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Daily Telegraph - 29 September 1990 p7

Walkover for robot in the 3-metre dash

By Christine McGourty
Technology Correspondent

THE world's fastest two-legged robot took a gold medal yesterday at the First International Robot Olympics in Glasgow after covering the three-metre course in less than a minute.

Its "coach", Mr Paul Channon, of the University of Wales, said there was some way to go before robotic bipeds could match humans. The Olympic winner's top speed is under 1mph.

"It might be possible to match human speed within 10 years," Mr Channon said. "The technology is almost there."

The bi-ped swings along slowly from one foot to the other with sensors measuring the position and motion of each joint. "It stiffens the muscles in the legs if there's more weight on one foot than the other in an attempt to stay upright," he said.

The bi-ped flat race was more harmonious than others. Portsmouth Polytechnic's Robug wall-climbing robot was disqualified for attempting to squash its Russian opponent.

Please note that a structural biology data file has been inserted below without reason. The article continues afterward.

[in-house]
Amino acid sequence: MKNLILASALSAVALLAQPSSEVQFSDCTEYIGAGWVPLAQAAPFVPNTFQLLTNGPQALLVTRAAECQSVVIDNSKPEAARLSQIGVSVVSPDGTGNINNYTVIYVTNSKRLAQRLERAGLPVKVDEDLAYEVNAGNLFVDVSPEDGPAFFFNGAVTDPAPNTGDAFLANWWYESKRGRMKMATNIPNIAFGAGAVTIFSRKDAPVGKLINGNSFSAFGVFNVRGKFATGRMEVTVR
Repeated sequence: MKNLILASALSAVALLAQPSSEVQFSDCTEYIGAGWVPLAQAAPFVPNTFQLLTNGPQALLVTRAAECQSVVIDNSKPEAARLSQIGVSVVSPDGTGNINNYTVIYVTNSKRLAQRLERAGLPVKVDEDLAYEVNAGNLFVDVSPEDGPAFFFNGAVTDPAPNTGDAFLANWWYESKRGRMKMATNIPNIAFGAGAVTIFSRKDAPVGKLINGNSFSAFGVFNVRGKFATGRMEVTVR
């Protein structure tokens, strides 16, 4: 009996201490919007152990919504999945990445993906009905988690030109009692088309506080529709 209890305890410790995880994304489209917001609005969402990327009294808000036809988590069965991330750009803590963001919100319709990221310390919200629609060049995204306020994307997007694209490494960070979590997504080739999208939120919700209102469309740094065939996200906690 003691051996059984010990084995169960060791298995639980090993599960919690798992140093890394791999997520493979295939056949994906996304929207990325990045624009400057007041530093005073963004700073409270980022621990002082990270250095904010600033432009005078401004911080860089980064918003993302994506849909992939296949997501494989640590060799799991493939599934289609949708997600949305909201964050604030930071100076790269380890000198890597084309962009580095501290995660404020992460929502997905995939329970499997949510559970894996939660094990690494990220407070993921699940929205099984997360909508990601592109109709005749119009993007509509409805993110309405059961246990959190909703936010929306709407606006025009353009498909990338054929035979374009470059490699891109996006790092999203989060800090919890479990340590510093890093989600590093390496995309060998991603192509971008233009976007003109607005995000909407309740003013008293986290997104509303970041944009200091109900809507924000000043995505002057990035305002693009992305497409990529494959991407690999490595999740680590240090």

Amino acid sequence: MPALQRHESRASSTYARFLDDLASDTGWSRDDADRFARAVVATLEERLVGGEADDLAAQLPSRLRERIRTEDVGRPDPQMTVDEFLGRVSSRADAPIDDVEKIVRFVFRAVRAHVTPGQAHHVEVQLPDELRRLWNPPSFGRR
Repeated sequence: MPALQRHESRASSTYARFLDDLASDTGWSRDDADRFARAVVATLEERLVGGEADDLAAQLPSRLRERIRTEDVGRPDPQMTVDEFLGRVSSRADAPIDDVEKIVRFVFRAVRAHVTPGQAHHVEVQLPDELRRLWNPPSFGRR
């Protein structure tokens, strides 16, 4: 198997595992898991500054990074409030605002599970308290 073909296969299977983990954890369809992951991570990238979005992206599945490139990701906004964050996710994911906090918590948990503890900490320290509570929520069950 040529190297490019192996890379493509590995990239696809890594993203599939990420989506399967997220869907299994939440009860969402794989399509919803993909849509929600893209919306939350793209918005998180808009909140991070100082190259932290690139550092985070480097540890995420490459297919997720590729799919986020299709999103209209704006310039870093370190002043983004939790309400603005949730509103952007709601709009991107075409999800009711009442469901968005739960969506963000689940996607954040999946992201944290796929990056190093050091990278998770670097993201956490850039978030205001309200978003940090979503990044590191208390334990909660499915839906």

The multipede flat race was won by 20-year-old Penelope from Edinburgh University. With eight legs, she was the oldest and least sophisticated piece of metal in the race, but reached 0.13 metres per second, leaving the competition standing.

The oldest competitor in the Olympics took the gold medal in the javelin event. The 145-year-old wooden Japanese archer from the Museum of Automata in York threw tiny darts a distance of 3.38 metres.

Lord Balfour of Burleigh, chairman of the Turing Institute which organised the Olympics, said at the prize giving that the standard was "enormously encouraging".

"But we still have a very long way to go before we have intelligent robots," he added.

Overall winner of the Olympics was Yamabico from the University of Tsukuba, Japan, for its expertise in avoiding all obstacles put in its way.

A technology transfer award from the National Westminster Bank went to an electronic robot from the Massachussetts Institute of Technology, designed to collect samples on the moon and Mars.